Incidentally, a woman on our flight told us that the exact same “mechanical failure” thing had happened on her last four flights. Either the American Airlines fleet is in serious disrepair, or they’re just trotting out that excuse because they know passengers will accept a delay over a mechanical failure more easily than some other excuse.

Anyway, I’m done with air travel for now. The airlines need to get their shit together. We pay waaaay too much money for airline tickets to be dicked around because you can’t get the actual plane to the airport. I mean, I did my part: I showed up on time. I left enough time for security. I held up my end of the bargain. American Airlines, not so much.

Our next vacation is in August. We’re driving.


Filed under air travel, American Airlines, travel, TSA

>TSA Security Perverts

>A pilot refused a full body scan at the Memphis airport and now may lose his job:

A pilot for ExpressJet Airlines refused to submit to a full-body scan in Memphis on Saturday, saying the technology amounts to “virtual strip searching.” Detained by airport security, he now may lose his job. Here’s his heroic first-hand account.

I have to say: good for him. I’ve written plenty about this ridiculous security theater, that it’s designed to give the appearance of making us safer while doing absolutely nothing at all.

No fucking way I am submitting to one of these things. Ever. Not that I need to worry about it, being white, female, nearing 50, and well past my hotness expiration.

When Mr. Beale and I traveled to Canada this summer I got to see one of these thingamajigs in action. A young couple in front of us at SEA-TAC were pulled out of the TSA line and put into these cylinder-thingies that I realized were full body scanners. She: young, blonde, cute, in a spaghetti-strap top and mini skirt. He: young, blonde, cute in those super-tight jeans you kids wear these days and a T-shirt. They looked like rock stars or models.

And I thought: of course. Of course the people pulled out of the security line for a full-body scan are the people you just wish would pose nude for Playboy. But they don’t have to — you can have your own private viewing, whenever you want, if you’re in the TSA!

I don’t know Michael Roberts, ExpressJet pilot. Hey, he may be a fat schlub like me. But I’m guessing there’s more to this story. I’m guessing he was targeted for some reason.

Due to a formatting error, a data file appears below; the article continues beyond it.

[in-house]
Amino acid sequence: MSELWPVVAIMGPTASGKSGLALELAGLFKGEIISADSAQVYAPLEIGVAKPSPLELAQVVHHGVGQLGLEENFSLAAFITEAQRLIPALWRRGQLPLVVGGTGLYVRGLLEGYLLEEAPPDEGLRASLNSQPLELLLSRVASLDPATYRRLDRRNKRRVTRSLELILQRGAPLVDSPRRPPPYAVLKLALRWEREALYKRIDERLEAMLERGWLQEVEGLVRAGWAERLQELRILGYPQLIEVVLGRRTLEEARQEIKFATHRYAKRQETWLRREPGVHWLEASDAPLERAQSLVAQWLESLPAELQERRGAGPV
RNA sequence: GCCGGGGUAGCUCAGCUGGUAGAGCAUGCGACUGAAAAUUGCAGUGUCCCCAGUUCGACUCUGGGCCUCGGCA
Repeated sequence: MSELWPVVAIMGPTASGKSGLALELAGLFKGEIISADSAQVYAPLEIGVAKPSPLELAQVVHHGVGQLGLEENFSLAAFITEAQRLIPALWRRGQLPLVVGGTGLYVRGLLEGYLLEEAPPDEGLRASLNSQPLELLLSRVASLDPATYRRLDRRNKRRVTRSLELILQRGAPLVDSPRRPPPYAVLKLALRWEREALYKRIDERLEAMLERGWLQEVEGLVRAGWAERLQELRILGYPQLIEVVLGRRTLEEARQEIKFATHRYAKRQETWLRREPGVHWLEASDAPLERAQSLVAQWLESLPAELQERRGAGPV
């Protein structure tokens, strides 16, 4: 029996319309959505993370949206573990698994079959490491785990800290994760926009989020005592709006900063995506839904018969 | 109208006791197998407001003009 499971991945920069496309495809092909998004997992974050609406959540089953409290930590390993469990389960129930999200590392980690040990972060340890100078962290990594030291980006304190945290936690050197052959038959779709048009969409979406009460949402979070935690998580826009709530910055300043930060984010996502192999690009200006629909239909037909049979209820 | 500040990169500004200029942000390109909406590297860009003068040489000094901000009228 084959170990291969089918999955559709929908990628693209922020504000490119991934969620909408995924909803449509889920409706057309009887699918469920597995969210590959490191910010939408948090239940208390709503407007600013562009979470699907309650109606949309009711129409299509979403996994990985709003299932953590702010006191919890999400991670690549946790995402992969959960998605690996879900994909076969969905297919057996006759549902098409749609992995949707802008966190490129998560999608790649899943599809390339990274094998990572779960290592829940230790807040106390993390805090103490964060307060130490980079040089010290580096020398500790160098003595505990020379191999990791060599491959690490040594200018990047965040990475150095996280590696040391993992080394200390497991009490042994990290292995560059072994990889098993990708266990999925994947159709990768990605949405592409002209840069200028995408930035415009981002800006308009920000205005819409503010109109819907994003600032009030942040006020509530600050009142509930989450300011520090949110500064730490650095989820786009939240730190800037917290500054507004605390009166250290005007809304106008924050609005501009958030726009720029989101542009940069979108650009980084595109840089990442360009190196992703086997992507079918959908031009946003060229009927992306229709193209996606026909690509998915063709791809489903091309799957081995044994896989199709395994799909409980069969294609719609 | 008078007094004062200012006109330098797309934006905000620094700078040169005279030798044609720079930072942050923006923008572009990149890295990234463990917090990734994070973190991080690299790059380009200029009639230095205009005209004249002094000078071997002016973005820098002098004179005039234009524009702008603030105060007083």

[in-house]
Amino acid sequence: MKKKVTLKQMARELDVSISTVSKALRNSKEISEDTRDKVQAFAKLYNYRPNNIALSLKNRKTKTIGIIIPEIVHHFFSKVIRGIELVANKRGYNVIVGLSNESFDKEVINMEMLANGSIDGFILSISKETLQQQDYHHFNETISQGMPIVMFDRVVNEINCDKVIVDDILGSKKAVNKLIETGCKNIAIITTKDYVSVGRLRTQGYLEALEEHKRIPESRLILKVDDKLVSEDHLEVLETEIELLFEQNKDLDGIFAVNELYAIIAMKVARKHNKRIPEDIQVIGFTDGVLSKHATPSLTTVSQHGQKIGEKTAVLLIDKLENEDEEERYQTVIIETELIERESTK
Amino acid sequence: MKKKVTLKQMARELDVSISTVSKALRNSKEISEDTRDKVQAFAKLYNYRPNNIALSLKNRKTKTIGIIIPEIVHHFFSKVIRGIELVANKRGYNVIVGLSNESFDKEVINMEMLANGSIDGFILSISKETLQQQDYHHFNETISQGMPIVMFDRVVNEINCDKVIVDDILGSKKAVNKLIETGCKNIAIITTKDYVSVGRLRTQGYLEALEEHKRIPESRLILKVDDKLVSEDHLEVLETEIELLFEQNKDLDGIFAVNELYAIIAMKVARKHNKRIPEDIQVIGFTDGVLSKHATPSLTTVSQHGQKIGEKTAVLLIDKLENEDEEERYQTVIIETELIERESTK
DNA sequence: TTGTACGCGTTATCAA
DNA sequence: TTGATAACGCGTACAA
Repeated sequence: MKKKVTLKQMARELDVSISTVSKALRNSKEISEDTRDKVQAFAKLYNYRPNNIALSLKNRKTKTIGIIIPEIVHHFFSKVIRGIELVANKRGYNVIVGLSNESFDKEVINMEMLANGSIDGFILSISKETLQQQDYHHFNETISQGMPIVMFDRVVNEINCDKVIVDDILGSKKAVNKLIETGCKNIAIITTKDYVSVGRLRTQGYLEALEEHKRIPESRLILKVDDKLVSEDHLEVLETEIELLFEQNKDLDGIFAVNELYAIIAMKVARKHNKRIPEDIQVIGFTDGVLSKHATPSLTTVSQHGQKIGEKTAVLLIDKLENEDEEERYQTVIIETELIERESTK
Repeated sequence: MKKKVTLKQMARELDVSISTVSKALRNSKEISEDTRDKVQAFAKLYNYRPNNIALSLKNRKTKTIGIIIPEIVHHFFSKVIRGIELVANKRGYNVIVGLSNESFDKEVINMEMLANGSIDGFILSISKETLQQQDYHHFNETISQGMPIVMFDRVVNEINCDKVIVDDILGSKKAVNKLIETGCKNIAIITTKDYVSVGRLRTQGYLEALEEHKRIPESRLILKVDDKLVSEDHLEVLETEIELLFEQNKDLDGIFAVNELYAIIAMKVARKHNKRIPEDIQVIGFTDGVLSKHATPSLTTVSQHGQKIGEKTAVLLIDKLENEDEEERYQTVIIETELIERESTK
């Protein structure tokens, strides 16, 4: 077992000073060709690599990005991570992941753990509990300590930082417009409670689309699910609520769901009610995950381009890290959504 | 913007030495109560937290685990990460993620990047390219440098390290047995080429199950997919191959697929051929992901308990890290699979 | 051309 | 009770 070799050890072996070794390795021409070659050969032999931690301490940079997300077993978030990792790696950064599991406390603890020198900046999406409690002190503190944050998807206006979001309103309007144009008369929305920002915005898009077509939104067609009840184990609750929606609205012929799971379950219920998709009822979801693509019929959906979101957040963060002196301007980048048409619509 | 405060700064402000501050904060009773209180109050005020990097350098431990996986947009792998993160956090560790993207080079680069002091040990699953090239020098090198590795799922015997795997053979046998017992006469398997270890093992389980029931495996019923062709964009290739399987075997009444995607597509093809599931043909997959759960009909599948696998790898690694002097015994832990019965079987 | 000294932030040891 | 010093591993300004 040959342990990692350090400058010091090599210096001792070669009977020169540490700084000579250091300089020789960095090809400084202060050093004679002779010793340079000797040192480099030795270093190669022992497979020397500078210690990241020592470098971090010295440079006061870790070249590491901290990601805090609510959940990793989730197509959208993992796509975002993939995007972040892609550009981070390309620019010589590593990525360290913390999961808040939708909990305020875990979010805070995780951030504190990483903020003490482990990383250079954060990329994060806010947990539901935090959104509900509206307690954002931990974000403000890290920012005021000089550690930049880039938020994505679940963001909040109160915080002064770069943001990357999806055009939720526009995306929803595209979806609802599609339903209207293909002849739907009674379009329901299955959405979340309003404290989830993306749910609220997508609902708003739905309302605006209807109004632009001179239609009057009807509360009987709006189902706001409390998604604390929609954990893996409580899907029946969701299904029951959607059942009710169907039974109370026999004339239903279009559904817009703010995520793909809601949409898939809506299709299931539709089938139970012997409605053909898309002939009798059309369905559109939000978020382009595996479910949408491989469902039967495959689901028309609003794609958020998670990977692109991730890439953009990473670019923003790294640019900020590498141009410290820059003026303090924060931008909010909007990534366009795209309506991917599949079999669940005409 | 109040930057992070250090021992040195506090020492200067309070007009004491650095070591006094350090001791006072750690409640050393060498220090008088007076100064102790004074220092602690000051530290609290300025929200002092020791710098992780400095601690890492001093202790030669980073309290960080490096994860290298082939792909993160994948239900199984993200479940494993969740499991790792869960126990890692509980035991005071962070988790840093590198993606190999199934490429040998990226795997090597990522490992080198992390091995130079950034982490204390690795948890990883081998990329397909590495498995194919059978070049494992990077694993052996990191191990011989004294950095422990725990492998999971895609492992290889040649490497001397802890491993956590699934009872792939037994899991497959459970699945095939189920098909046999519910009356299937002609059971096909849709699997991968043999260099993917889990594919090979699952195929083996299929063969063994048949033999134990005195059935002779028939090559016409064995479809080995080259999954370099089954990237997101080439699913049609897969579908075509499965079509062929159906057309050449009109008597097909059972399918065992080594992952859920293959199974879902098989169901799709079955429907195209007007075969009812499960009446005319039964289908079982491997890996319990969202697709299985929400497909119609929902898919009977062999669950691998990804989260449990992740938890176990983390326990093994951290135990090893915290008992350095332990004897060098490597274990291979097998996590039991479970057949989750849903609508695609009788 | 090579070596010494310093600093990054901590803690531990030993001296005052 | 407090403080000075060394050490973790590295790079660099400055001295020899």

Maybe being the spokesperson for a group railing against “TSA tyranny” has something to do with it.

Ya think?

I have one message to the — how many of you guys are left now, is it, three? Four? — commercial airliners. The more unpleasant you allow air travel to become, the less likely we are to use your service. I will take my last airplane trip when I get pulled out of the TSA line to put on a peep show for some sick, bored airport employees. Consider this fair warning.


Filed under air travel, Tennessee, TSA

>And They Said It Couldn’t Be Done

>Yet another round of corporate whining, moaning and fear mongering over a very simple consumer protection proves unfounded:

Only three commercial flights among the thousands that operated nationwide in June sat on the ground loaded with passengers for three hours or longer, the Obama administration said Tuesday, touting the impact of a new consumer-protection rule that threatens stiff fines against airlines for excessive tarmac delays.


Nationally, the three United flights stranded on June 18 marked a sharp drop in long tarmac delays from the same month last year, according to the U.S. Department of Transportation. In June 2009, 268 flights nationwide were delayed at airports for at least three hours, according to the department’s Air Travel Consumer Report.

The report also found there was no increase in the rate of canceled flights in June compared with the same month last year. Airlines canceled 1.5 percent of their scheduled domestic flights.

Some aviation experts have predicted that, faced with the possibility of multimillion-dollar fines for every seriously delayed plane, airlines would implement wholesale cancellations in poor weather well before the three-hour tarmac limit, inconveniencing the flying public more deeply than by waiting out long flight delays and eventually taking off.

Ah, yes. “Some aviation experts.” Remember them? Like this one?

But wait! If a flight is canceled, then the fine is void. Too bad no one can see the future to know what will happen next. Just kidding. We know exactly what will happen next.

So let’s just go ahead and make this an official announcement: Starting in April, every flight that is delayed more than three hours in the United States of America is canceled. The flight that was delayed for the rainstorm that shows signs of clearing at 2 hours and 55 minutes? Canceled. The flight delayed for a repair that will take 3 hours and 4 minutes? Canceled.